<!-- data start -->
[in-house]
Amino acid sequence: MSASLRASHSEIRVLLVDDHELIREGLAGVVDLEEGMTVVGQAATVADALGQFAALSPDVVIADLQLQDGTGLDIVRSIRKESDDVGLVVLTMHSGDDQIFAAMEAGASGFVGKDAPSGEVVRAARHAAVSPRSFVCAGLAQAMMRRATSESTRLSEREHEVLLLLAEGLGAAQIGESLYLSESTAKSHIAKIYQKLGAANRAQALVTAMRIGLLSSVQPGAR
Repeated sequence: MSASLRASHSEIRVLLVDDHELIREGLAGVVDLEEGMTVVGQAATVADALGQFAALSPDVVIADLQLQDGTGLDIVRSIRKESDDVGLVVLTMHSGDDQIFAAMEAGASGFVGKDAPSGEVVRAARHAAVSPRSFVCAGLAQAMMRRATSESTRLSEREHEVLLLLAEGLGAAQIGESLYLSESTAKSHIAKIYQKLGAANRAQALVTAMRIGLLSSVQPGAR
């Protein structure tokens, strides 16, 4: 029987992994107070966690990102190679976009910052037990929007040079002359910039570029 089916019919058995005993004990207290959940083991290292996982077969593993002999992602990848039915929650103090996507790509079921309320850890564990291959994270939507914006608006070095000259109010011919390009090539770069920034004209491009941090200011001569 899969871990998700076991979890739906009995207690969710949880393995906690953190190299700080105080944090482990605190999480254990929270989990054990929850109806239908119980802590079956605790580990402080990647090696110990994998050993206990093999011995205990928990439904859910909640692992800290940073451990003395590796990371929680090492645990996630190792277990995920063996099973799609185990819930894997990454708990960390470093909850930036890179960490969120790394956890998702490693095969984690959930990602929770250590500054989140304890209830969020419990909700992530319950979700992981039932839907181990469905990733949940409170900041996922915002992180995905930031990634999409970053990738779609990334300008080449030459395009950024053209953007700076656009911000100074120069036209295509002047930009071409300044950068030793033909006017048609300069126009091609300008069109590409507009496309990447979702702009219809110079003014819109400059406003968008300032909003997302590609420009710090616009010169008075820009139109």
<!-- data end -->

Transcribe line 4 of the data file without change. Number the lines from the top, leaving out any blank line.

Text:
């Protein structure tokens, strides 16, 4: 029987992994107070966690990102190679976009910052037990929007040079002359910039570029 089916019919058995005993004990207290959940083991290292996982077969593993002999992602990848039915929650103090996507790509079921309320850890564990291959994270939507914006608006070095000259109010011919390009090539770069920034004209491009941090200011001569 899969871990998700076991979890739906009995207690969710949880393995906690953190190299700080105080944090482990605190999480254990929270989990054990929850109806239908119980802590079956605790580990402080990647090696110990994998050993206990093999011995205990928990439904859910909640692992800290940073451990003395590796990371929680090492645990996630190792277990995920063996099973799609185990819930894997990454708990960390470093909850930036890179960490969120790394956890998702490693095969984690959930990602929770250590500054989140304890209830969020419990909700992530319950979700992981039932839907181990469905990733949940409170900041996922915002992180995905930031990634999409970053990738779609990334300008080449030459395009950024053209953007700076656009911000100074120069036209295509002047930009071409300044950068030793033909006017048609300069126009091609300008069109590409507009496309990447979702702009219809110079003014819109400059406003968008300032909003997302590609420009710090616009010169008075820009139109």